Friday, March 17, 2017

Martsolf's Furniture Co. and Caplan Wholesale Grocery

The large three-story building that once stood on the southeast corner of 8th and Merchant Sts., which many of us remember as Caplan Wholesale Grocery, is one of the three Ambridge buildings I'm asked about most often; the others are the Slovenian National Home's triangle building at the intersection of Beaver and Merchant Sts., and the Ambridge Hotel on the northwest corner of 8th and Merchant Sts. All three landmark buildings have been razed, but not forgotten.

"Louis Caplan Grocery Co."
798 Merchant St.
ad
Daily Citizen
August 25, 1954

Before 798 Merchant was Louis Caplan's grocery, the building was home to Ambridge's first furniture store, a branch of Martsolf's Furniture, which opened on March 26, 1904, the year before Ambridge was incorporated.

"Martsolfs" Furniture
Ambridge store opening ad
Beaver Times
March 29, 1904

Here's a Martsolf's Furniture ad from 1926:

Martsolf's Furniture ad
Daily Times supplement?
August 10,1929
Louis Vukovcan Collection

I've been unable to pin down exactly when Marsolf's closed, or when Louis Caplan's store moved into 798 Merchant, but it was in the 1930s.

The 1931 photo below, which came from the late Eddie Dzubak, Sr.'s collection, shows a June 21, 1931, flood on 8th and Merchant, according to a note on the reverse. The 798 Merchant St. store in the background still has a Martsolf's Furniture Co. sign on it.

Flood at 8th and Merchant Sts.
Martsolf's Furniture store in background
June 21, 1931
Eddie Dzubak Sr. collection
courtesy of Lesabeth Trzcianka and Eddie Dzubak, Jr.

The 1954 ad that accompanied the photo of Caplan's Grocery at the top of this post, indicated the business began in 1927. But as late as 1932, Caplan's grocery was on Duss Ave.

Caplan had moved his business into the 798 Merchant building by 1939, because that year's Beaver County Mercantile Appraiser's Report shows Caplan then doing business there.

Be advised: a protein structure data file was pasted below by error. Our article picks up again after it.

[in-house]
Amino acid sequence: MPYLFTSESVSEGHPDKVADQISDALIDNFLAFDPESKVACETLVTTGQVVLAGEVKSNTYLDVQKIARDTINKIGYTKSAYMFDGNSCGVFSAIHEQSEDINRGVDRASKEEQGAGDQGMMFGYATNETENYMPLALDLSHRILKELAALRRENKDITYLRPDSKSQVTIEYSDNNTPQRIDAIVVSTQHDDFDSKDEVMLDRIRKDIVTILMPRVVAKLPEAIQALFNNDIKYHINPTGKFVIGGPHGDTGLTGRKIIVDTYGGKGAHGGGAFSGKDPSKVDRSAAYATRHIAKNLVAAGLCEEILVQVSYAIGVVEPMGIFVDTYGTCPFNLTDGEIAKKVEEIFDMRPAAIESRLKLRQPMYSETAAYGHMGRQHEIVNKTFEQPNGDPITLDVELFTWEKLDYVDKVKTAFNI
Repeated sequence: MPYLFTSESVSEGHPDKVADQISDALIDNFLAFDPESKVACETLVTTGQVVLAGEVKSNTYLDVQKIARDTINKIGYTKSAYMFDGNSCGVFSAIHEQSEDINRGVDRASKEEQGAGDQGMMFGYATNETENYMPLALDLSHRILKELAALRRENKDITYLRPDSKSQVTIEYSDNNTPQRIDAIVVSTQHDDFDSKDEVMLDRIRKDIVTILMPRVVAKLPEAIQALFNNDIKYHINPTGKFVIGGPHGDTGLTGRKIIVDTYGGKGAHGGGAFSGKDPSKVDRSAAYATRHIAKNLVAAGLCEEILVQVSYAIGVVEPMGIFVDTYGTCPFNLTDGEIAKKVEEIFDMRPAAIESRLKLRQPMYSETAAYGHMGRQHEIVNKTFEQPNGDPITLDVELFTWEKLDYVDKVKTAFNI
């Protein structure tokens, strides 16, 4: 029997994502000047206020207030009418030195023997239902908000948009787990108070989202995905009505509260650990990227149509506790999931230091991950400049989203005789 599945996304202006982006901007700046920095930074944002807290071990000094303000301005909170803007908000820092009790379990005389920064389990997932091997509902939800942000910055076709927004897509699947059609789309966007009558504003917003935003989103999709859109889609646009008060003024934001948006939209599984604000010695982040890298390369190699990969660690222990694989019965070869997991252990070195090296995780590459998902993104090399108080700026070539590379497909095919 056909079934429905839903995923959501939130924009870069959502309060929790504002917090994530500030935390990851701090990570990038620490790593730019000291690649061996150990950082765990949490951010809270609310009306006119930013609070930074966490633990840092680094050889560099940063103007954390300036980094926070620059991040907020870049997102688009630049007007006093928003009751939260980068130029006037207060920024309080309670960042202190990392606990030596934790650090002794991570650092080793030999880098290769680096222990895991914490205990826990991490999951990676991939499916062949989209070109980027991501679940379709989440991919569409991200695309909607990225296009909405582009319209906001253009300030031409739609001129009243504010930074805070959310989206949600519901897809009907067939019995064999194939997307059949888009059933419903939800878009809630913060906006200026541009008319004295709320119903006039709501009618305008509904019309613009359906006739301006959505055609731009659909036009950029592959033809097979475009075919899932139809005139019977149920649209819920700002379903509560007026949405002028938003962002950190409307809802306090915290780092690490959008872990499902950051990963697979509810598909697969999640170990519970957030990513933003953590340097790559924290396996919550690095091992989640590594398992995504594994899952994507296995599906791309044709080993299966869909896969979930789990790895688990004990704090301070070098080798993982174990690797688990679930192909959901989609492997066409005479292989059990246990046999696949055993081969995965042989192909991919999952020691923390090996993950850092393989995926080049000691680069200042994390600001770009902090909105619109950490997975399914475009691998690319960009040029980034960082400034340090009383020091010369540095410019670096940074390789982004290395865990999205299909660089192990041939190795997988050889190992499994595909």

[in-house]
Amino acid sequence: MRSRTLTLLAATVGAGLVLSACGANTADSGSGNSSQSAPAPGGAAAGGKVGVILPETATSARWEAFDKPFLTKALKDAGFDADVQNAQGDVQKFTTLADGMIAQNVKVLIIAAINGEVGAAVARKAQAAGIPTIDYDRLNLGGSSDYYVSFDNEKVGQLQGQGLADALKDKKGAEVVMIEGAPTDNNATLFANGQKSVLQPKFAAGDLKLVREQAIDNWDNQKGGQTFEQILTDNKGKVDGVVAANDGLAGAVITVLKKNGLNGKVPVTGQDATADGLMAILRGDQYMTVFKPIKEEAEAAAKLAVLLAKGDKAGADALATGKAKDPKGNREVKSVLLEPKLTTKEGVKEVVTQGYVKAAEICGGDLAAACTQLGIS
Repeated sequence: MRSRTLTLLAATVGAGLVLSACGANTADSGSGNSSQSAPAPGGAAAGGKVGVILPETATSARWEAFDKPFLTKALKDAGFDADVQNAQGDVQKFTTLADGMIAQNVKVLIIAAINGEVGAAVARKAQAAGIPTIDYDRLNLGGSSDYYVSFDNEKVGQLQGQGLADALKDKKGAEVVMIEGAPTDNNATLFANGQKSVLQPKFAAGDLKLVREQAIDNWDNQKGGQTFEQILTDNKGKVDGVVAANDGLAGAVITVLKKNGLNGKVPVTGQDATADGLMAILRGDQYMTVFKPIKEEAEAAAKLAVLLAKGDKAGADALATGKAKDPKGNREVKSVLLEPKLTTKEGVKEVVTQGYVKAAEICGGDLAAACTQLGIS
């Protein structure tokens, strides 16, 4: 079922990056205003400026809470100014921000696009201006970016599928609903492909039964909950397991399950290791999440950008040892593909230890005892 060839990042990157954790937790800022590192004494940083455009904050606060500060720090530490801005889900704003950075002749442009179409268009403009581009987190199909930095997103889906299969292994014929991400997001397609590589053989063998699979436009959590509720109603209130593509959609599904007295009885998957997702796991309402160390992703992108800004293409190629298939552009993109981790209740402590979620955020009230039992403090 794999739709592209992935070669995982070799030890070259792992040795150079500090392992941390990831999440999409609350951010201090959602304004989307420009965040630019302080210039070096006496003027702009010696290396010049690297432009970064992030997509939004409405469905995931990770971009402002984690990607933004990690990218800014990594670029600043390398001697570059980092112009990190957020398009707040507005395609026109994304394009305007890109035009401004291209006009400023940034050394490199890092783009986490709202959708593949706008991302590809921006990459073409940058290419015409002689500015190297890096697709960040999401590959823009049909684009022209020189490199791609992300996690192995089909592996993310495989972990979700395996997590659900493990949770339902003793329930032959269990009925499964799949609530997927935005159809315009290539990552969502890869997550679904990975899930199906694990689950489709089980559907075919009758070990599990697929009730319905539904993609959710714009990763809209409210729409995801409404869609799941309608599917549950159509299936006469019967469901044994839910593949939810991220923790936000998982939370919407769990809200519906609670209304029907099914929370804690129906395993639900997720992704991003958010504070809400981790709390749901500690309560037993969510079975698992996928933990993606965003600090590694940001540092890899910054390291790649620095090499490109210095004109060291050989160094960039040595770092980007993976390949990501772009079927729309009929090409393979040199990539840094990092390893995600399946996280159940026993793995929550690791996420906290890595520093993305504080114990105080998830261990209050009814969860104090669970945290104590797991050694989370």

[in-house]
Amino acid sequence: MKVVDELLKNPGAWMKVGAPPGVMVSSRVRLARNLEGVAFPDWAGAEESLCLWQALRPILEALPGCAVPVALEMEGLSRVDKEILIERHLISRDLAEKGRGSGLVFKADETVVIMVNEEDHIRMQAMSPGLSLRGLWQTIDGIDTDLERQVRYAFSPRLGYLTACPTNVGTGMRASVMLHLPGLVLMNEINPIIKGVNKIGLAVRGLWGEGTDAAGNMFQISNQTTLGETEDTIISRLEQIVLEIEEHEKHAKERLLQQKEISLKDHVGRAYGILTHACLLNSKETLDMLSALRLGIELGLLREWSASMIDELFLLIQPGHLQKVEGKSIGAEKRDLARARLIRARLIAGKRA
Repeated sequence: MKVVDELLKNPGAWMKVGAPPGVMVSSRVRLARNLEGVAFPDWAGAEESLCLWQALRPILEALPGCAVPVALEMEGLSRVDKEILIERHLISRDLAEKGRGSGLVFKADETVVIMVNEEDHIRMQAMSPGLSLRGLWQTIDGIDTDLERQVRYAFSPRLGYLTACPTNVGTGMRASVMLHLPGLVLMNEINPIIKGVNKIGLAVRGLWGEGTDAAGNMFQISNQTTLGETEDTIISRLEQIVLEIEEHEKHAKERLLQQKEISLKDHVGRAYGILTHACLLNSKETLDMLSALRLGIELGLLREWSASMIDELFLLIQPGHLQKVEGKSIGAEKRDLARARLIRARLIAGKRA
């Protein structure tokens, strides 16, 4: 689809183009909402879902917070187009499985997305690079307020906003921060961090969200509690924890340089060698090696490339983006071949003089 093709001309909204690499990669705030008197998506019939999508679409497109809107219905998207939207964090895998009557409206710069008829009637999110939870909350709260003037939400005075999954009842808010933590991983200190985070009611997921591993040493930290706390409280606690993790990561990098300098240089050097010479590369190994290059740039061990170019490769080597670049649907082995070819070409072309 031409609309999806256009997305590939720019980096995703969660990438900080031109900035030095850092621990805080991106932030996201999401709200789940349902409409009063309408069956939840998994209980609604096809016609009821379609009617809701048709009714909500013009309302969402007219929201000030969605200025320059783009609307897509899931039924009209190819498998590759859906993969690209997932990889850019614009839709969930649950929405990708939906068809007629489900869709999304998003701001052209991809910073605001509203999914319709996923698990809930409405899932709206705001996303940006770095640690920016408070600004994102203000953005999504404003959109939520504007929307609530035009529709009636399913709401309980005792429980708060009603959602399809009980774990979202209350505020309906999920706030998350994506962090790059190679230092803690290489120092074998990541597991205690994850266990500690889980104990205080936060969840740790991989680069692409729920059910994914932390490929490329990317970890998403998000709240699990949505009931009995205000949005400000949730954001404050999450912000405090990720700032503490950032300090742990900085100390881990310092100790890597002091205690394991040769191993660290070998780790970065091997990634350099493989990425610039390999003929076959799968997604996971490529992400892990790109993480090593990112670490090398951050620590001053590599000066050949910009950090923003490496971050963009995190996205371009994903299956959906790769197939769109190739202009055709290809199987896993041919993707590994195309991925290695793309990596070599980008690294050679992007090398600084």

People who worked in Ambridge area businesses remember buying a range of bulk supplies, from paper bags to candy and cigarettes, at Caplan's, sometimes having to brave the building's old, rickety elevator to get them.

Here's a photo that shows Caplan's in the background, also from Dzubak's collection. The circa mid-1970s photo was taken from Dzubak's Arco station, across 8th St. from Caplan's.

Caplan Wholesale Grocery across from Eddie Dzubak's Arco Station
circa mid-1970s
Eddie Dzubak Sr. collection
courtesy of Lesabeth Trzcianka and Eddie Dzubak, Jr.

According to Louis Caplan's grandson, Glen Russell Slater, Caplan worked in his store until his death in 1988, despite his Parkinson's disease. Slater remembered:
I used to love to work in his store when we visited when I was a kid. I loved being there! My mother, Louise, and my uncle, Ralph, used to work there every day after school. My grandmother, Ruth Caplan, worked as the bookkeeper there. It's really sad that it was demolished, and was replaced by a soulless CVS parking lot. My grandfather, grandmother, mother and uncle's life revolved around that store!
After Caplan's death, at least one other business, Capp's, another grocery business, moved into the 798 Merchant building.

The 798 Merchant building was razed, I believe in 2000, to make room for the current CVS parking lot.

I remember the Caplan's building well, although I remember being in it only twice, both visits in the summer of 1970. One time was to buy supplies for my bridal shower, and the second was to buy supplies for the Ambridge Rec Center's summer playground program's penny carnival. The two events were not related.
_____
The name of the furniture company in various ads and articles over the years is given as: Martsolf, Martsolfs, and Martsolf's.

You can see a photo of the intersection of 8th and Merchant in 1922 in my April 24, 2014 blog article, cleverly titled, "Eighth and Merchant Sts., 1922". Slater's memories are in that post's comments.

Thursday, March 2, 2017

Peoples Drug Store

Peoples Drug Store
598 Merchant St.
Daily Citizen 
August 25, 1954

Peoples Drug Store was once on the southeast corner of 6th and Merchant Sts. In the mid-1960s, that building became the location of a Thrift Drug Store.

So far, the most frequent memories of the Ambridge Peoples are of the "snaking" green marble soda fountain and its milkshakes, cherry cokes, and Reymer's Blennd. Plus the candy counter and magazine rack. Which makes sense, since many of the memories are from people who would have been kids when Peoples was in Ambridge.